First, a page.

Alzheimer’s Disease Resource Center, Inc. Praises Ohio State University’s Recent Human Brain Replication and Research Advancements
BAY SHORE, NY — It has been an exciting summer of developments for organizations such as Alzheimer’s Disease Resource Center, Inc. (ADRC), which is committed to funding local Alzheimer’s disease research. But, a recent Alzheimer’s breakthrough has caught the attention of ADRC staff members. The organization has learned that researchers at Ohio State University have successfully developed an almost fully formed brain that has the potential to transform the understanding of the causes and treatments for neurological diseases such as Alzheimer’s.
The brain “organoid,” which resembles that of a five-week-old fetus and is no bigger than the size of a pencil eraser, was created from adult human skin cells and is the most advanced model of the human brain ever developed. Scientists claim to have replicated 99 percent of the human brain’s diverse cell types and genes. Astonishingly, the brain model even contains a spinal cord, signal circuitry and a retina.
The potential advancements of this breakthrough could lead to early detection of Alzheimer’s, especially among patients with a family history of the disease. Scientists predict that patients will soon be able to submit a sample of their brain cells in order to create a study model to determine the presence and severity of and possible treatment options for the disease.
“This is the exact type of innovative research that I believe will truly lead to a cure for Alzheimer’s disease,” says Mary Ann Malack-Ragona, Executive Director/Chief Executive Officer, ADRC. “The more developments created in understanding the prevention, detection and treatment of this disease, the greater efficiency we will have in hindering its effects. We continue to support new innovations and management options in the hope of one day eradicating Alzheimer’s disease.”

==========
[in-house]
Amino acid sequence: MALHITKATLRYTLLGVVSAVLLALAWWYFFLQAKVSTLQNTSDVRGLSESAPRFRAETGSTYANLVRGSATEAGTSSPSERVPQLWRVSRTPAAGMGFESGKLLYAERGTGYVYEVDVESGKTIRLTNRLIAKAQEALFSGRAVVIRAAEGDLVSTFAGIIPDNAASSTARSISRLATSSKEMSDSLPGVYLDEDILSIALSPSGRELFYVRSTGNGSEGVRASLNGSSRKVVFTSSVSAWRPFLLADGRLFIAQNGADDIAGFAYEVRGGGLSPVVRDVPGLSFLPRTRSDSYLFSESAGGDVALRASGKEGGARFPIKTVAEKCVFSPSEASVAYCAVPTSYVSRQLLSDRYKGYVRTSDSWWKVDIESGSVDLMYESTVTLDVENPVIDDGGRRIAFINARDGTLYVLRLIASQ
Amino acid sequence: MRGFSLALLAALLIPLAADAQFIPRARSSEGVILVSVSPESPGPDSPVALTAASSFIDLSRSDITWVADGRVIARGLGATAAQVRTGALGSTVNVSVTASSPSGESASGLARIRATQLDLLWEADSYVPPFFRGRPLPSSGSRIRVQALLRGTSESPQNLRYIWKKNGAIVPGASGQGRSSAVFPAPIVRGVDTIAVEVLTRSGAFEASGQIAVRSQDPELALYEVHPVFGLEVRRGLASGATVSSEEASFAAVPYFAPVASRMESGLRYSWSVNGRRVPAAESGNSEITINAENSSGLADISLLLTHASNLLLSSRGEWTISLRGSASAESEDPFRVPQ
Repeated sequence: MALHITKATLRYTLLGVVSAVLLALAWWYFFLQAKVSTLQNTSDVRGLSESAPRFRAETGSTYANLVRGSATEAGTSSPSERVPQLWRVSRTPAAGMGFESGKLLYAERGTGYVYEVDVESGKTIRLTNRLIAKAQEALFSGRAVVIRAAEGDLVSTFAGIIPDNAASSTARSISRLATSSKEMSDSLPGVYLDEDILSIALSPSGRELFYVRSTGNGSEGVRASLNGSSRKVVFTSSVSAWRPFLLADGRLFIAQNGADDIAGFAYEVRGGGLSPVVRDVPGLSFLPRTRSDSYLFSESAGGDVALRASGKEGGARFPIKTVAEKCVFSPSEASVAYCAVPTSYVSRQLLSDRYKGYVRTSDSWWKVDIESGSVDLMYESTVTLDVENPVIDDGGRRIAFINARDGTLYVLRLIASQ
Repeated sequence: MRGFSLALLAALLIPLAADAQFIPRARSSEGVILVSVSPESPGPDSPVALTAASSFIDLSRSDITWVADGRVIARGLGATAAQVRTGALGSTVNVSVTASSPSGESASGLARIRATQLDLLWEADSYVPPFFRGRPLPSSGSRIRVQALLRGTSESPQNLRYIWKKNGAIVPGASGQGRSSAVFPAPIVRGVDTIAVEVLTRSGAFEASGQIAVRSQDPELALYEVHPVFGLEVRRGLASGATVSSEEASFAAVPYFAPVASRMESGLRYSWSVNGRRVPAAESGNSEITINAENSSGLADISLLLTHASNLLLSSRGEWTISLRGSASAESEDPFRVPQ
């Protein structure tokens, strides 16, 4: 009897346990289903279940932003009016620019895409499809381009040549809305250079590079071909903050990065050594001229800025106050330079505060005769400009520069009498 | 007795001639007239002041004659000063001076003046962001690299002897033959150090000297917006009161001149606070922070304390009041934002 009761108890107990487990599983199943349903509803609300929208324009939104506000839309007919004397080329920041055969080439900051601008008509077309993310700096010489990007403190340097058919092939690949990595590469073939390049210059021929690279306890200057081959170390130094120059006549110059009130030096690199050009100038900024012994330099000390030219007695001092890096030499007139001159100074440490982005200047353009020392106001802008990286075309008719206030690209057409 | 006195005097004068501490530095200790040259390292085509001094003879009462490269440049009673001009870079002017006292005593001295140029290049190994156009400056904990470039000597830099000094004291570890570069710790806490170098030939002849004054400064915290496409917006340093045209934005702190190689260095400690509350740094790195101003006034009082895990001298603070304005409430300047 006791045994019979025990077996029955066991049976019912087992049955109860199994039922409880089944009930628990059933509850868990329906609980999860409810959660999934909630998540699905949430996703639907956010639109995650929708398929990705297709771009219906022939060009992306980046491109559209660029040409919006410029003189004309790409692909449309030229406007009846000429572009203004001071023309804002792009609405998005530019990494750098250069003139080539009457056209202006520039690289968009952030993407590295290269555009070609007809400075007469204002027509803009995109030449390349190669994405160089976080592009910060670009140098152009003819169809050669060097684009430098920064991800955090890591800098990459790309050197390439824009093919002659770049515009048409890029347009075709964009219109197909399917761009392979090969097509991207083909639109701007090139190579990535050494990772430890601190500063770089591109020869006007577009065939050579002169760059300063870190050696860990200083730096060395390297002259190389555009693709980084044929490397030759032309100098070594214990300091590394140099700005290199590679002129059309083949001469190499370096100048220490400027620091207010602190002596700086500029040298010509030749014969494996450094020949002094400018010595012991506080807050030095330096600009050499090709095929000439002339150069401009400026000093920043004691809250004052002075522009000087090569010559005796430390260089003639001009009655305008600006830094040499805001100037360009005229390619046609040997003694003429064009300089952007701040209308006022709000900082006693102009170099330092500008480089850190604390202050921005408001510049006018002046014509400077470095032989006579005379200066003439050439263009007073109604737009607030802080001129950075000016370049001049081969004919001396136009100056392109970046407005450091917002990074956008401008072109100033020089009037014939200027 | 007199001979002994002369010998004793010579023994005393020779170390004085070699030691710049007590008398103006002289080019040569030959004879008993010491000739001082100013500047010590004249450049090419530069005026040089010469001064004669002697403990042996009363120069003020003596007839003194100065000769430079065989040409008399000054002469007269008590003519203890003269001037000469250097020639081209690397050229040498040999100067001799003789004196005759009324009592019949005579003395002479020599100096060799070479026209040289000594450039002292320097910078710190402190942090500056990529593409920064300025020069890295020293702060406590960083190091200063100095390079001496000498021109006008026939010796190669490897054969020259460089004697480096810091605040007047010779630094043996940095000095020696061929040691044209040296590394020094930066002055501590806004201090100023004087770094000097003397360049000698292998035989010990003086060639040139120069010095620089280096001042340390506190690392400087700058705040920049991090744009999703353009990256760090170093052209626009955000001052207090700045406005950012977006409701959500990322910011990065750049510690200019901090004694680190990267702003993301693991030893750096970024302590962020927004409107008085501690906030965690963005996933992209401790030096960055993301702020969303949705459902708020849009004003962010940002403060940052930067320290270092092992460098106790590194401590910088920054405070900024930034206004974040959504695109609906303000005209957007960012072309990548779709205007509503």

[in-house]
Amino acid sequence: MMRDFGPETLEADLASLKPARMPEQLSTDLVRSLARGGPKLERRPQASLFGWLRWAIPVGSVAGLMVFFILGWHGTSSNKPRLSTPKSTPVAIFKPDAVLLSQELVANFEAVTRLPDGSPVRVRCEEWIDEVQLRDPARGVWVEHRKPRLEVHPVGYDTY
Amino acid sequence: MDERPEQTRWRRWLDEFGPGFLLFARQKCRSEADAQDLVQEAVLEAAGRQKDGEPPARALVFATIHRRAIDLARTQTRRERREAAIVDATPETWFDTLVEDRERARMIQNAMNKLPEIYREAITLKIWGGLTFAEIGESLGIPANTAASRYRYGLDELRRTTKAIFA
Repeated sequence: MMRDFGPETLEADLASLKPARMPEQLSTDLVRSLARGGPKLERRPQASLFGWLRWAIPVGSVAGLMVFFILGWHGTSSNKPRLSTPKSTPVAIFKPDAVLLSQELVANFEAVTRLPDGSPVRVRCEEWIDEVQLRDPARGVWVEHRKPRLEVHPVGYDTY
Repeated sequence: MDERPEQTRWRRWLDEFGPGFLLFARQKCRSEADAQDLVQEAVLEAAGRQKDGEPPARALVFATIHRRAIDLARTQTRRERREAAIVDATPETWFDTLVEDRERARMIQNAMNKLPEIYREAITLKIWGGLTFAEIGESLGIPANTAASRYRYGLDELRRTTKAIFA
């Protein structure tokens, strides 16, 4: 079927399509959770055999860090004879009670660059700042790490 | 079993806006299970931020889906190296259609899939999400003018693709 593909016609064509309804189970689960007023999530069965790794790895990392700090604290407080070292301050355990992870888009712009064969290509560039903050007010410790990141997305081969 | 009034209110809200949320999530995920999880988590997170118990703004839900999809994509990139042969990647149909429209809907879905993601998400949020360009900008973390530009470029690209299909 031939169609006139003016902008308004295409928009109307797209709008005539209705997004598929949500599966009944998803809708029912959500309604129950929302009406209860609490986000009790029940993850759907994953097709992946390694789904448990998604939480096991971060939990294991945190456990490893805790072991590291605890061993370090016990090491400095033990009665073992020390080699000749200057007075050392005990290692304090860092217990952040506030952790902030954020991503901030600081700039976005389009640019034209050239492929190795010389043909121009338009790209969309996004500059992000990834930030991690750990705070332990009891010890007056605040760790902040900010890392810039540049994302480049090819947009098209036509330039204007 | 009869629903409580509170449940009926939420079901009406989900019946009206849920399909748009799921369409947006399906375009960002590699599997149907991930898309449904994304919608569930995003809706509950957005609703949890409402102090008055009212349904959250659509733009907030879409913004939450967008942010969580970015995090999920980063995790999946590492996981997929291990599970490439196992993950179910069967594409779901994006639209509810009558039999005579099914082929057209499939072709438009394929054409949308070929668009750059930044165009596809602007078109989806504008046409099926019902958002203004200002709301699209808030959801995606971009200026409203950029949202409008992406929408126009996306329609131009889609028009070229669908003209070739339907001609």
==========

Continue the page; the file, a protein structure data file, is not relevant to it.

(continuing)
Every 67 seconds, someone in the U.S. develops Alzheimer’s disease. It is estimated that over 5.3 million Americans have Alzheimer’s disease, 60,000 of which live here on Long Island. The social, economic and emotional impact the disease can have on individuals and their families can be devastating.
ADRC is an organization committed to supporting local research programs that may lead to a cure for Alzheimer’s disease, to provide care, support and education programs for families in need, and to be advocates for local families who are coping with Alzheimer’s disease and other dementias.
For additional information on ADRC, please contact Mary Ann Malack-Ragona, Executive Director/Chief Executive Officer, at (631) 820-8068 or visit www.adrcinc.org.
Alzheimer’s Disease Resource Center, Inc. — which is headquartered in Bay Shore and has a satellite office in Southampton — is the only local Alzheimer’s Disease advocacy and educational facility whose mission is to fund local research and provide hands-on support and services to families on Long Island and the New York metropolitan area. ADRC works with family members, health care professionals and researchers to ensure quality health care and support to those impacted by Alzheimer’s disease through care and consultation, information and referral, training, support groups, and caregiver safety products.